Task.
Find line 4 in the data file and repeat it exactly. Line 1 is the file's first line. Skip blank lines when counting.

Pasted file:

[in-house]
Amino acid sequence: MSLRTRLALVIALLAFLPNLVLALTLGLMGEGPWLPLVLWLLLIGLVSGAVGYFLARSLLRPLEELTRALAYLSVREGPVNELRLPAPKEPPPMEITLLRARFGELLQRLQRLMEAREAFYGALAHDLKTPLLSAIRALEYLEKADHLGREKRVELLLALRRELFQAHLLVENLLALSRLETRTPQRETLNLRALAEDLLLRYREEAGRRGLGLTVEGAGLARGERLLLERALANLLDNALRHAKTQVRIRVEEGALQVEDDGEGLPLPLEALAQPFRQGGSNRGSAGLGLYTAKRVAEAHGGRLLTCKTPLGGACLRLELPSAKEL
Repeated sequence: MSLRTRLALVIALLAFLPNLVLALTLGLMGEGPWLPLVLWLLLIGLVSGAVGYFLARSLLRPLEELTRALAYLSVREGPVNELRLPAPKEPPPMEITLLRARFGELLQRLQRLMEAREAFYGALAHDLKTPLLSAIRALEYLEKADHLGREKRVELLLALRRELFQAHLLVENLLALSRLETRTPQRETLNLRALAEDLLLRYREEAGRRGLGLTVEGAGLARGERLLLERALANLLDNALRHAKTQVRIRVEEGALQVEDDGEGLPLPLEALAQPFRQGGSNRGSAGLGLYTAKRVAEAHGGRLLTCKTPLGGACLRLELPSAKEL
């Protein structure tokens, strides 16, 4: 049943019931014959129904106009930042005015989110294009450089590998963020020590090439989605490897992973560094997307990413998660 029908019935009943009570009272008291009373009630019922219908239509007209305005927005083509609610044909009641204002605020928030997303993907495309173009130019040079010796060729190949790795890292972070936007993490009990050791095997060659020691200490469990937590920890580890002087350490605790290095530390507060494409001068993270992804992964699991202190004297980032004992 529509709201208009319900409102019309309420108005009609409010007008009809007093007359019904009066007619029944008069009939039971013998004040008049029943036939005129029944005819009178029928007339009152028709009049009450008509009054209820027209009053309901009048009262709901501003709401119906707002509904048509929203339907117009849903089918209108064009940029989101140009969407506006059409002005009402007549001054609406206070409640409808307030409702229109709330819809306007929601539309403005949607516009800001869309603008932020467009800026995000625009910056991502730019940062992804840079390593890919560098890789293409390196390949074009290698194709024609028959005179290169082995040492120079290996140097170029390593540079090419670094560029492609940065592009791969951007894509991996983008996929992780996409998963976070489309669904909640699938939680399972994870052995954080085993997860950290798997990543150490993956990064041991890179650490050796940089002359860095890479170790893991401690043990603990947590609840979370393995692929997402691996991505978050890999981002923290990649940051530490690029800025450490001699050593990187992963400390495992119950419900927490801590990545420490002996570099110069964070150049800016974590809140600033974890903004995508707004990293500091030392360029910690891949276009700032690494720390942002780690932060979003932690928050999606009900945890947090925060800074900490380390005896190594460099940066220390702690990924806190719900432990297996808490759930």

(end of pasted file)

């Protein structure tokens, strides 16, 4: 049943019931014959129904106009930042005015989110294009450089590998963020020590090439989605490897992973560094997307990413998660 029908019935009943009570009272008291009373009630019922219908239509007209305005927005083509609610044909009641204002605020928030997303993907495309173009130019040079010796060729190949790795890292972070936007993490009990050791095997060659020691200490469990937590920890580890002087350490605790290095530390507060494409001068993270992804992964699991202190004297980032004992 529509709201208009319900409102019309309420108005009609409010007008009809007093007359019904009066007619029944008069009939039971013998004040008049029943036939005129029944005819009178029928007339009152028709009049009450008509009054209820027209009053309901009048009262709901501003709401119906707002509904048509929203339907117009849903089918209108064009940029989101140009969407506006059409002005009402007549001054609406206070409640409808307030409702229109709330819809306007929601539309403005949607516009800001869309603008932020467009800026995000625009910056991502730019940062992804840079390593890919560098890789293409390196390949074009290698194709024609028959005179290169082995040492120079290996140097170029390593540079090419670094560029492609940065592009791969951007894509991996983008996929992780996409998963976070489309669904909640699938939680399972994870052995954080085993997860950290798997990543150490993956990064041991890179650490050796940089002359860095890479170790893991401690043990603990947590609840979370393995692929997402691996991505978050890999981002923290990649940051530490690029800025450490001699050593990187992963400390495992119950419900927490801590990545420490002996570099110069964070150049800016974590809140600033974890903004995508707004990293500091030392360029910690891949276009700032690494720390942002780690932060979003932690928050999606009900945890947090925060800074900490380390005896190594460099940066220390702690990924806190719900432990297996808490759930």